With the Hollywood of today being filled with overblown blockbusters and superhero movies, S.Craig Zahler has a unique voice that is more in line with the works of old school filmmakers like Don Siegel or Sam Peckinpah than anything that is currently filling multiplexes.
After western hybrid Bone Tomahawk (2015) and the prison set thriller Brawl In Cell Block 99 (2017), Zahler has completed his trifecta, with Dragged Across Concrete not only being his best film to date, but one of the finest American made crime thrillers to come along in some time.
The film follows Cops Ridgeman (Mel Gibson) and Lurasetti (Vince Vaughn), who have been suspended without pay after using unnecessary force. With life becoming increasingly difficult due to their lack of funds, Ridgeman comes up with the idea of robbing criminal Vogelmann (Thomas Kretschmann).
Coinciding with their story is that of Henry Johns (Tory Kittles), who is just out of prison. Along with his friend Biscuit (Michael Jai White), he is employed by Vogelman to assist on an upcoming crime. It is only a matter of time before events culminate in an explosion of violence.
Zahler has made a deliberately paced crime epic, filled with excellent performances and memorable dialogue. When required, Zahler ramps up the tension, creating a palpable sense of dread. Although Dragged Across Concrete takes its time to get to the action, when it finally comes it is shockingly violent, with Zahler thankfully preferring practical effects over CGI.
As with his previous two films, Zahler also wrote the screenplay. Similar to Bone Tomahawk and Brawl In Cell Block 99, his characters aren’t typical black and white heroes and villains, with them living in a morally grey area. In other films, his heroes could be considered the villains. The plot of Dragged Across Concrete could be classified as straight forward, but his characters and dialogue raise it above similar films in the genre.
As with his previous two films, Zahler additionally created the music for the film, showing that his talents seemingly have no bound.
On the acting front, Mel Gibson is at his steely best as a man out of time, disgusted by how modern technology is changing the world around him. He is cut from the same cloth as characters from Sam Peckinpah’s Westerns, with the modern world making them become more obsolete. Ridgeman’s old way of doing things is now frowned upon, and in this day in age of everything being constantly recorded on phones, his job has become seemingly impossible.
Gibson shares great chemistry with co-star Vince Vaughn, with their exchanges being some of the most memorable scenes in the film. This marks Vaughn’s second film with Zahler, and he gives another terrific performance. More relatable than his Brawl In Cell Block 99 character, Vaughn is the more ethical of the two leads, but only by a slight margin. Reportedly Vaughn is the one to be thanked for Gibson’s involvement, as he had shown him the script during the production of Hacksaw Ridge (2016).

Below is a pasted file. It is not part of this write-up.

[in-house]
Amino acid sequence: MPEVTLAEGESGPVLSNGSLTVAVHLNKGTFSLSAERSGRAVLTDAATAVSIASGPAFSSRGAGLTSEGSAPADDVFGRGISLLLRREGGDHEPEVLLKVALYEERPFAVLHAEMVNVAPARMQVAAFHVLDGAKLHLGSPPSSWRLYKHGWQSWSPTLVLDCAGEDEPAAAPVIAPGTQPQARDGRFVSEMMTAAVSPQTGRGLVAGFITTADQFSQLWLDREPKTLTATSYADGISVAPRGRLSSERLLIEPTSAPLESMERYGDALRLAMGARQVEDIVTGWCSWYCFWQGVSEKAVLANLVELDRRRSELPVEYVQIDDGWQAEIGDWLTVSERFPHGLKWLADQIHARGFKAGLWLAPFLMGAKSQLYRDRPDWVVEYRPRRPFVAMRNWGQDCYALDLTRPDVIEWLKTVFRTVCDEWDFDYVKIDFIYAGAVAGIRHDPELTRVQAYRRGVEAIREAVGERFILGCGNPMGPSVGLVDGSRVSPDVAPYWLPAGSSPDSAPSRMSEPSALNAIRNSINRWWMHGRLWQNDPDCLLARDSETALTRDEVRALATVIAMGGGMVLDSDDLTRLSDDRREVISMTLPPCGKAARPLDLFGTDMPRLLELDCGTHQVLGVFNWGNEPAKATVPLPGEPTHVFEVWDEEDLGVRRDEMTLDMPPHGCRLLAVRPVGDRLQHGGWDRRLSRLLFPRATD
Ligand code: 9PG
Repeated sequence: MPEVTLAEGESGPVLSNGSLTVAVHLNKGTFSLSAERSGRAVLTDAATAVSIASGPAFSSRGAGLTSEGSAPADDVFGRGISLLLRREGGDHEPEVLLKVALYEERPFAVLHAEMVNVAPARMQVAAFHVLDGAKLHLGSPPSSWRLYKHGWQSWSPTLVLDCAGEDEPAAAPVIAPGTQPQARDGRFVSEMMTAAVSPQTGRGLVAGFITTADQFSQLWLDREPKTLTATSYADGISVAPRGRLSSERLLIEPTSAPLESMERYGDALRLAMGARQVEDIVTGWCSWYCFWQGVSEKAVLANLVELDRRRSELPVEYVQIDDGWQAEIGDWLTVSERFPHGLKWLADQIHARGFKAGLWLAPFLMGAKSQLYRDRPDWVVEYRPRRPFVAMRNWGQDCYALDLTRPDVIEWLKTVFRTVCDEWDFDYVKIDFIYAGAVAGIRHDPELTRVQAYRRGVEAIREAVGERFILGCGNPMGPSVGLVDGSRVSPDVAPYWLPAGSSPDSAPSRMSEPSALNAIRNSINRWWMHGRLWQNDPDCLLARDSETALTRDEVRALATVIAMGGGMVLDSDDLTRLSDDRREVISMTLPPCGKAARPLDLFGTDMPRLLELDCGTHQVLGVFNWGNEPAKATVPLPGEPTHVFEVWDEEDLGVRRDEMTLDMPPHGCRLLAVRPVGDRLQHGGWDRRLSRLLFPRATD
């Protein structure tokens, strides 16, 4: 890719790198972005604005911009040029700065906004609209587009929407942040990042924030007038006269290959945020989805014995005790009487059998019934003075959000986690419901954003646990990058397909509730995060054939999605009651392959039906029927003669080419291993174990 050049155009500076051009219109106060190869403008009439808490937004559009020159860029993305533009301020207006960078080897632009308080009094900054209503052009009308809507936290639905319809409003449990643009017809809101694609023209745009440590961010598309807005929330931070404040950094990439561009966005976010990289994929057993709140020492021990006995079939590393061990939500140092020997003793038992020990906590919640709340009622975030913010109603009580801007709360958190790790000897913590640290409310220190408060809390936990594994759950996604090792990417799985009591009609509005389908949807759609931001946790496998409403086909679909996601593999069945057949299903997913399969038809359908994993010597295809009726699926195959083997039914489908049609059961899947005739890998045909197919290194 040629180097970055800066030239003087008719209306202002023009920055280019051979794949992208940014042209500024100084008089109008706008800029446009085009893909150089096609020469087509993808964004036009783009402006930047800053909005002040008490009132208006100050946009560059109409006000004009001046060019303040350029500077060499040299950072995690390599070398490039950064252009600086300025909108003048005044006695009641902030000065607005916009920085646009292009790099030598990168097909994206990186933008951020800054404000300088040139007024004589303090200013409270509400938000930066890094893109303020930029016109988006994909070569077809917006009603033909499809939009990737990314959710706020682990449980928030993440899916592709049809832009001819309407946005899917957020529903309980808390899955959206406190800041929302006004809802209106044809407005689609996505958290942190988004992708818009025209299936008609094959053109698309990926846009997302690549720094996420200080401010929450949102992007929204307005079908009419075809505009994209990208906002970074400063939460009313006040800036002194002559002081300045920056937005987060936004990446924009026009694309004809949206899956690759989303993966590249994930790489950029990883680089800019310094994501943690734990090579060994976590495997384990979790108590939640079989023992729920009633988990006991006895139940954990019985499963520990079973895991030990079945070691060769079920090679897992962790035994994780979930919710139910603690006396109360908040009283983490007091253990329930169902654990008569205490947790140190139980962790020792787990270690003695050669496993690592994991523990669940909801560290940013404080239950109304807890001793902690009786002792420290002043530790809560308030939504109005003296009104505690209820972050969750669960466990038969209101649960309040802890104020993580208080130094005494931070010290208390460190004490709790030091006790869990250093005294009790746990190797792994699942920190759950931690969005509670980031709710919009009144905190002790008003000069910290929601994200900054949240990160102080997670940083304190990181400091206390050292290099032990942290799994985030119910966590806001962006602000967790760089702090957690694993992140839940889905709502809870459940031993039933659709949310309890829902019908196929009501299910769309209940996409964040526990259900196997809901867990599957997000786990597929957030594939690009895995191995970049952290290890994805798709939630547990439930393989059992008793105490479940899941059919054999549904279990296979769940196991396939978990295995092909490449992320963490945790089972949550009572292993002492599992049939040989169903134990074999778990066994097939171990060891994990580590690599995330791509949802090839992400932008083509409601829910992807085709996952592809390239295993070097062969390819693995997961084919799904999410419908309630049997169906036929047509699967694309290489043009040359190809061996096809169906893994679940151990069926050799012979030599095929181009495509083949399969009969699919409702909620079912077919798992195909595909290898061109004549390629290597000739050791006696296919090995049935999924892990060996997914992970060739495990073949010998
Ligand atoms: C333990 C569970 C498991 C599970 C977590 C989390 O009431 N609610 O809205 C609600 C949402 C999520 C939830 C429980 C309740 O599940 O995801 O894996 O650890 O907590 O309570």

Acting alongside the likes of Gibson and Vaughn could be a daunting task, but Tory Kittles rises to the challenge. Probably better known for appearing in television shows like True Detective (2014) and Colony (2016), Kittles truly shines in his role. The audience are shown his reasons for what he is doing, and in some ways he has more morals than our supposed heroes.
Kittles is partnered up in most of his scenes with action star Michael Jai White, who puts in some of his finest acting work to date. Fans of his martial arts films may be disappointed, as Jai White does not really take part in any of the films action scenes.
Jai White does however get to show off his acting chops with one particular scene being extremely memorable, more so as it is mostly done without White uttering a word, all the emotion being shown in Jai White’s eyes. What with this and the upcoming Triple Threat (2019), this is proving to be quite the year for Michael Jai White.
The supporting cast are only given limited screen time but still manage to make an impression with the material they are given. Jennifer Carpenter, who co-starred in Zahler’s Brawl In Cell Block 99, has a small but pivotal role, which leads to one of the most shocking scenes in the film.
Thomas Kretschmann is essentially the movies villain and he oozes menace, but only has limited screen time. Laurie Holden also impresses as Gibson’s wife, managing a lot in just a handful of scenes.
Best of all the supporting roles is Don Johnson, who also co-starred in Brawl In Cell Block 99. He only appears in one scene in which he shares with Gibson and Vaughn, but the writing and Johnson are so good that you wish he had more screen time.
Unfortunately it looks as if Dragged Across Concrete is only going to have a short cinema release before going to VOD. However, no matter if it is in the cinema or at home, this is one that should not be missed.
Written by Guest Reviewer: Darren Murray (Facebook Profile)